WASHINGTON (1/7/14)--The U.S. Senate has confirmed Janet Yellen to succeed Ben Bernanke as chairman of the Federal Reserve Board. Bernanke's term, his second as head of the central bank, ends Jan. 31.
Yellen, who has served as Fed vice chairman since Oct. 4, 2010, becomes the first woman to head the Fed board. Last Dec. 20, the Senate voted 59-34 to move Yellen's name forward for today's historic vote. Her term as chairman will end Jan. 30, 2018.
"Congratulations to Chairman Yellin," said Credit Union National Association President/CEO Bill Cheney in response to the final vote. He added, "We stand ready to work with her on all facets of reducing the regulatory burden for smaller financial institutions, particularly credit unions."
In testimony to support her nomination before the Senate Banking Committee in November, Yellen said, "In writing new rules, however, the Fed should continue to limit the regulatory burden for community banks and smaller institutions, taking into account their distinct role and contributions."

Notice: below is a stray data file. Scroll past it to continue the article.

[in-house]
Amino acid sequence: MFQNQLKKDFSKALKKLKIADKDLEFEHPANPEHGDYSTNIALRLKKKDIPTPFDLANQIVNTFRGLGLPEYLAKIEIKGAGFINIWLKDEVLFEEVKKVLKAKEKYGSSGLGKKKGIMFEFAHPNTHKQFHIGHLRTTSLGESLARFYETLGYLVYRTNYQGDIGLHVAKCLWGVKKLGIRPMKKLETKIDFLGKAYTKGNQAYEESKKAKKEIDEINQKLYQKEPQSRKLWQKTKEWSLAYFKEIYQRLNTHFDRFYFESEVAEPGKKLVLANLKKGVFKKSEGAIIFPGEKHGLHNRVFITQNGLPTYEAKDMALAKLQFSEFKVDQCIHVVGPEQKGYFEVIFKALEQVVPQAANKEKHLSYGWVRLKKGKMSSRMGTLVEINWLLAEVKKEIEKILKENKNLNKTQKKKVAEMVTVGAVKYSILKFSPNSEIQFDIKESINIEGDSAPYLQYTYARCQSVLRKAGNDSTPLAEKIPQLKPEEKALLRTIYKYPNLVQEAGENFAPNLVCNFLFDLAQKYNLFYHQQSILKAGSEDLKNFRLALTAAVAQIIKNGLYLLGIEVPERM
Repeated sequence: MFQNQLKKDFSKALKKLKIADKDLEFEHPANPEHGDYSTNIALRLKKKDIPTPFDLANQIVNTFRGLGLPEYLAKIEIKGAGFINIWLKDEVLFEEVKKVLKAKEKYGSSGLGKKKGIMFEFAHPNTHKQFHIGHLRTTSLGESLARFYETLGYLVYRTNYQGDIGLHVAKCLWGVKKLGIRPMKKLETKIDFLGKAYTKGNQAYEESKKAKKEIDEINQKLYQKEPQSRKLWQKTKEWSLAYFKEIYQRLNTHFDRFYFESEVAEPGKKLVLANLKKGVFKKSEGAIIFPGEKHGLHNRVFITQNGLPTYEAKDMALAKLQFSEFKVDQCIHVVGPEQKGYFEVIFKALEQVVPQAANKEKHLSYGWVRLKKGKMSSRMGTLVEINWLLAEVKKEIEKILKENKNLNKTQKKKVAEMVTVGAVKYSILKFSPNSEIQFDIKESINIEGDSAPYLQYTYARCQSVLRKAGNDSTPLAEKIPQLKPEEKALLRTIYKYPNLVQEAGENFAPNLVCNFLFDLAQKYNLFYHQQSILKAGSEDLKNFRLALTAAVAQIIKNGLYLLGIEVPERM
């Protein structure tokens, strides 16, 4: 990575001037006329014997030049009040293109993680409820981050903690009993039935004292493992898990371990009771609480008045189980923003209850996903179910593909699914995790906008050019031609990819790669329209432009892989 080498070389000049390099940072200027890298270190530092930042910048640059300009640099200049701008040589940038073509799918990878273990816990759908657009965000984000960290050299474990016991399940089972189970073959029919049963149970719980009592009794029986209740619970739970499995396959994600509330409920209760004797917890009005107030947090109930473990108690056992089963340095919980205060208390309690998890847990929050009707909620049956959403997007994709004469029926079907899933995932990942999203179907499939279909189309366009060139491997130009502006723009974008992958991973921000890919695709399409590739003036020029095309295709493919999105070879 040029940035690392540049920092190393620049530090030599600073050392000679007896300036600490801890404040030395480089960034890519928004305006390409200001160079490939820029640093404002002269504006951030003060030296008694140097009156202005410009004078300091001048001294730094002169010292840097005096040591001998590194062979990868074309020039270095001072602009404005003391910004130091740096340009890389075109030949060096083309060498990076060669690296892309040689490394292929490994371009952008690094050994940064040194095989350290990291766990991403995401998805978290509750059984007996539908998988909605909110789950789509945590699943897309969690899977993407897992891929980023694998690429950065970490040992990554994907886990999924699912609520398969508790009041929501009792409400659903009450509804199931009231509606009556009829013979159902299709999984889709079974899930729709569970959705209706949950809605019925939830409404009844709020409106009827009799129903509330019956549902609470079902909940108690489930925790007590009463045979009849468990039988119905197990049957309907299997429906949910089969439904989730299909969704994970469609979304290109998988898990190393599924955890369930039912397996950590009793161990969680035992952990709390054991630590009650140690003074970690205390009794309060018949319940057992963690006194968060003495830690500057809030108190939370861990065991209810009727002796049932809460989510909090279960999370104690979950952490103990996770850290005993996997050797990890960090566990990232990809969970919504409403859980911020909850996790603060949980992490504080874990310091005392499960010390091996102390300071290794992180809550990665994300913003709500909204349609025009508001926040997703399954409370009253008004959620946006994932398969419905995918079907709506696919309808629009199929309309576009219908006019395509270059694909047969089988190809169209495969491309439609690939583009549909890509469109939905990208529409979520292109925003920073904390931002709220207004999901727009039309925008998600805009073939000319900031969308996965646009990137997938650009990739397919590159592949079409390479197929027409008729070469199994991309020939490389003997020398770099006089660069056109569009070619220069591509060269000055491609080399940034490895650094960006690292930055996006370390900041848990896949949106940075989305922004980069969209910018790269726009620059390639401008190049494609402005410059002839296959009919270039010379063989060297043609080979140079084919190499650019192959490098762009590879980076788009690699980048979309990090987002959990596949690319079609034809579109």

She also said, "We have made progress in promoting a strong and stable financial system, but here, too, important work lies ahead. I am committed to using the Fed's supervisory and regulatory role to reduce the threat of another financial crisis. I believe that capital and liquidity rules and strong supervision are important tools for addressing the problem of financial institutions that are regarded as 'too big to fail.'"
During that nomination hearing, committee chairman Sen. Tim Johnson (D-S.D.) called Yellen "a model candidate for chair of the Fed." He said she "understands the challenges facing our economy and the balance the Fed must strike as we navigate the path back to full employment," and has also demonstrated "that she understands the importance of completing ongoing Wall Street reform rulemaking and of the Fed's regulatory role in supervising the riskiest banks."